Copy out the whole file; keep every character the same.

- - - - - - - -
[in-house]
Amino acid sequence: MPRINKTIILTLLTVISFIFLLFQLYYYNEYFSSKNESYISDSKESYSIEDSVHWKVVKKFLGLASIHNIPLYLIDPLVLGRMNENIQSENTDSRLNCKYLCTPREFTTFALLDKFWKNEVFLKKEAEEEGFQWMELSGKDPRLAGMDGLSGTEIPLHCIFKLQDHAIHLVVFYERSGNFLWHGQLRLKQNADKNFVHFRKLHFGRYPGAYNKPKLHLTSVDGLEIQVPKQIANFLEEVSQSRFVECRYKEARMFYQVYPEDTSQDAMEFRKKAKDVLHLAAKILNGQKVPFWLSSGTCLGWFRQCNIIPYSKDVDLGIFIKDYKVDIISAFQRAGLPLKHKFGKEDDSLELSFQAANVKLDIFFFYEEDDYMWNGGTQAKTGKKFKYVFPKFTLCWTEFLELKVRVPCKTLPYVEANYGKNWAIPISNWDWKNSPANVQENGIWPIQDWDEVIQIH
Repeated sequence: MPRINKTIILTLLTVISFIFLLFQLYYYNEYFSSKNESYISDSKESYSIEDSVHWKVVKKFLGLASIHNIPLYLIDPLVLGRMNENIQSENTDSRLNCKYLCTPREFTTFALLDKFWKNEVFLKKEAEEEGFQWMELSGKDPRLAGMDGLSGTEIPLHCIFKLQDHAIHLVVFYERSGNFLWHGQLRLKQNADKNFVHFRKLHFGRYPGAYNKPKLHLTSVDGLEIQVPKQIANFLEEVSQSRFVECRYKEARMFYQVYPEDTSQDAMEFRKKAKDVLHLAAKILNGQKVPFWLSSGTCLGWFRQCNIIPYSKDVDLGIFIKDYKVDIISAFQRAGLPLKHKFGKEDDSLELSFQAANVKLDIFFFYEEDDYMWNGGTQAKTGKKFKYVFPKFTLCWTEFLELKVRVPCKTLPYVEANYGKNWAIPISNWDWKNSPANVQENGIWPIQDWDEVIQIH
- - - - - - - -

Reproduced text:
[in-house]
Amino acid sequence: MPRINKTIILTLLTVISFIFLLFQLYYYNEYFSSKNESYISDSKESYSIEDSVHWKVVKKFLGLASIHNIPLYLIDPLVLGRMNENIQSENTDSRLNCKYLCTPREFTTFALLDKFWKNEVFLKKEAEEEGFQWMELSGKDPRLAGMDGLSGTEIPLHCIFKLQDHAIHLVVFYERSGNFLWHGQLRLKQNADKNFVHFRKLHFGRYPGAYNKPKLHLTSVDGLEIQVPKQIANFLEEVSQSRFVECRYKEARMFYQVYPEDTSQDAMEFRKKAKDVLHLAAKILNGQKVPFWLSSGTCLGWFRQCNIIPYSKDVDLGIFIKDYKVDIISAFQRAGLPLKHKFGKEDDSLELSFQAANVKLDIFFFYEEDDYMWNGGTQAKTGKKFKYVFPKFTLCWTEFLELKVRVPCKTLPYVEANYGKNWAIPISNWDWKNSPANVQENGIWPIQDWDEVIQIH
Repeated sequence: MPRINKTIILTLLTVISFIFLLFQLYYYNEYFSSKNESYISDSKESYSIEDSVHWKVVKKFLGLASIHNIPLYLIDPLVLGRMNENIQSENTDSRLNCKYLCTPREFTTFALLDKFWKNEVFLKKEAEEEGFQWMELSGKDPRLAGMDGLSGTEIPLHCIFKLQDHAIHLVVFYERSGNFLWHGQLRLKQNADKNFVHFRKLHFGRYPGAYNKPKLHLTSVDGLEIQVPKQIANFLEEVSQSRFVECRYKEARMFYQVYPEDTSQDAMEFRKKAKDVLHLAAKILNGQKVPFWLSSGTCLGWFRQCNIIPYSKDVDLGIFIKDYKVDIISAFQRAGLPLKHKFGKEDDSLELSFQAANVKLDIFFFYEEDDYMWNGGTQAKTGKKFKYVFPKFTLCWTEFLELKVRVPCKTLPYVEANYGKNWAIPISNWDWKNSPANVQENGIWPIQDWDEVIQIH